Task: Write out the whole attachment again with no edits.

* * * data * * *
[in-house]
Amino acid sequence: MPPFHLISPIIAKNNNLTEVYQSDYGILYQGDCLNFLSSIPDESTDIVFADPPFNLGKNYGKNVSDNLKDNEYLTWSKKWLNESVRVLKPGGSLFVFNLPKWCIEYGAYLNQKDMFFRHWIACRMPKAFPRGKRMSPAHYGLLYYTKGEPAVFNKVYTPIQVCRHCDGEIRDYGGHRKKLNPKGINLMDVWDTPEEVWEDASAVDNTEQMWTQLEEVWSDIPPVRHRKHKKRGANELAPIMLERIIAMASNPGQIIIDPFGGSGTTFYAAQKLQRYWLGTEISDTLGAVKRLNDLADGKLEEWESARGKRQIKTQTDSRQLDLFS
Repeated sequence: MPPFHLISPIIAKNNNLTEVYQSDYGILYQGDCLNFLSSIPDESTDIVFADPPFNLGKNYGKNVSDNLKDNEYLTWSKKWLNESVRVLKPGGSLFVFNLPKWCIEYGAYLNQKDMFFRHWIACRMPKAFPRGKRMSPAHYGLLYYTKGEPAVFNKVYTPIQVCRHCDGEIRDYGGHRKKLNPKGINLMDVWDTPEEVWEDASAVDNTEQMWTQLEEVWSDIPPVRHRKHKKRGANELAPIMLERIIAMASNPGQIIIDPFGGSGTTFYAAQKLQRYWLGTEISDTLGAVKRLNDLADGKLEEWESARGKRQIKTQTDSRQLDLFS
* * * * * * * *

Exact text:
[in-house]
Amino acid sequence: MPPFHLISPIIAKNNNLTEVYQSDYGILYQGDCLNFLSSIPDESTDIVFADPPFNLGKNYGKNVSDNLKDNEYLTWSKKWLNESVRVLKPGGSLFVFNLPKWCIEYGAYLNQKDMFFRHWIACRMPKAFPRGKRMSPAHYGLLYYTKGEPAVFNKVYTPIQVCRHCDGEIRDYGGHRKKLNPKGINLMDVWDTPEEVWEDASAVDNTEQMWTQLEEVWSDIPPVRHRKHKKRGANELAPIMLERIIAMASNPGQIIIDPFGGSGTTFYAAQKLQRYWLGTEISDTLGAVKRLNDLADGKLEEWESARGKRQIKTQTDSRQLDLFS
Repeated sequence: MPPFHLISPIIAKNNNLTEVYQSDYGILYQGDCLNFLSSIPDESTDIVFADPPFNLGKNYGKNVSDNLKDNEYLTWSKKWLNESVRVLKPGGSLFVFNLPKWCIEYGAYLNQKDMFFRHWIACRMPKAFPRGKRMSPAHYGLLYYTKGEPAVFNKVYTPIQVCRHCDGEIRDYGGHRKKLNPKGINLMDVWDTPEEVWEDASAVDNTEQMWTQLEEVWSDIPPVRHRKHKKRGANELAPIMLERIIAMASNPGQIIIDPFGGSGTTFYAAQKLQRYWLGTEISDTLGAVKRLNDLADGKLEEWESARGKRQIKTQTDSRQLDLFS